I’ve been working on a book since October and just clicked that fabulous little “send” button to ship the manuscript off to my editor. That is one of the two instances when an author can breathe for a moment. The other is when you click the “publish” button. Sigh.
Every time I reach either moment, I am reminded of the movie, “Romancing the Stone,” where Kathleen Turner places a five-inch thick, type-writer written, finished manuscript on her kitchen table, lights a candle, and pours herself a glass of wine. Maybe that is why I’m tempted to open that bottle of Crown Royal sitting in my cabinet.
But do I relax and bask in the glow of the finished product?
No, of course not. I’ve spent the last four hours researching the Dalton Gang for my new book.
But, hey, I’ve learned a ton about the Dalton Gang today!
What I found interesting about them is they did not set out to be outlaws. They were all initially U.S. marshals. There were four brothers in the gang. One lived in California on his successful farm with his beautiful wife. His name was Bill, and he is not in the above Wanted Poster. I assume his wife wouldn’t let him go that day.
Anyhoo, he was involved in politics, and the local farmers were trying to keep the railroads from running through their farms. When his three brothers (the hotties pictured above) showed up, their manly testosterone levels escalated, and they came up with a plan to teach the railroads a thing or two. They attempted to rob a train, but being inexperienced, bumbling train robbers, the result was a total fiasco. They fled empty handed under gunfire.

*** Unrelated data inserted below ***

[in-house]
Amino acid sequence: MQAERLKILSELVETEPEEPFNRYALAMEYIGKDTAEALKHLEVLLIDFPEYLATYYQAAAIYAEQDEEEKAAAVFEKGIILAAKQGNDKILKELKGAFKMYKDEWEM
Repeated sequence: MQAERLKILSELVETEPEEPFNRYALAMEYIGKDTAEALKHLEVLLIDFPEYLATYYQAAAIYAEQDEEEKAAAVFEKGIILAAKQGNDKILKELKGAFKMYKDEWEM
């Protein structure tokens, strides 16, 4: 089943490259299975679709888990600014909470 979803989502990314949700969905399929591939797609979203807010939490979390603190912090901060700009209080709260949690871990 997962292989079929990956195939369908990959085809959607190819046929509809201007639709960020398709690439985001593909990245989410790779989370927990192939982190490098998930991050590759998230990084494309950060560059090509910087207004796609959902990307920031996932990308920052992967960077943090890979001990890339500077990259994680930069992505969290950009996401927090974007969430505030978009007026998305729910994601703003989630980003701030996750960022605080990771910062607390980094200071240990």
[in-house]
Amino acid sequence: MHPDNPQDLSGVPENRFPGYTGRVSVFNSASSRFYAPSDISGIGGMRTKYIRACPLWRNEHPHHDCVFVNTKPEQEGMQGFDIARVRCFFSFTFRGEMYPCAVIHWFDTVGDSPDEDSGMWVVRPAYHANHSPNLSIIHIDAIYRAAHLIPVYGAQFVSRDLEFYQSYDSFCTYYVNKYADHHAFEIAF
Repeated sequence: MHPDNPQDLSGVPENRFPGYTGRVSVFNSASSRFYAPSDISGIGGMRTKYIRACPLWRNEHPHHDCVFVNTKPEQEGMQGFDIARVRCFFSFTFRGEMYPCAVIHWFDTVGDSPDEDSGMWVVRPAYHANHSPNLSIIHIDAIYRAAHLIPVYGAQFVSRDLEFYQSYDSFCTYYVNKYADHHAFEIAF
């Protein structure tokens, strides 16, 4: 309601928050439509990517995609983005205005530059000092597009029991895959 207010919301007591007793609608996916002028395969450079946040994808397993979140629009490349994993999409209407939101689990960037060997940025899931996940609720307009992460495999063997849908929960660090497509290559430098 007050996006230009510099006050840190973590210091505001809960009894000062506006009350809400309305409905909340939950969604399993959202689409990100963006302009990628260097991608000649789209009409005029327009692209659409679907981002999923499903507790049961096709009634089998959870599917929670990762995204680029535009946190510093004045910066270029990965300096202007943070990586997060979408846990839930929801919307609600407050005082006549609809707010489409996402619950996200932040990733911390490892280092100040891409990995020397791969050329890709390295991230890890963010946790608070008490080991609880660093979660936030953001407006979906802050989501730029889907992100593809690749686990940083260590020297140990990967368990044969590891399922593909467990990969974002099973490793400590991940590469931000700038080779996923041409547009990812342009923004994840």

Somewhere between that humiliating failure in 1890 and their terrible deaths in 1892 while trying to rob TWO banks – across the street from each other – at the same time – in broad daylight – which resulted in a shoot out – and most of the gang dying, their fine morals and upbringing obviously went astray. Boys will be boys.
The photo above is from Wikipedia. The middle two are Bob and Grat. (Emmett did not die that day, but he was shot over 20 times, survived, and spent 14 years in prison.) These boys were killed in the 1892 shoot out. Their boots were removed. They are all in handcuffs. Who took their boots?? And why are they handcuffed?? And what’s up with the gun in the photo?? So, they had a town photographer, but no town doctor to know if they were dead or not, hence the handcuffs??
Anyway, the book is not about them, it only starts with them. But I’ve had an interesting day researching them nonetheless.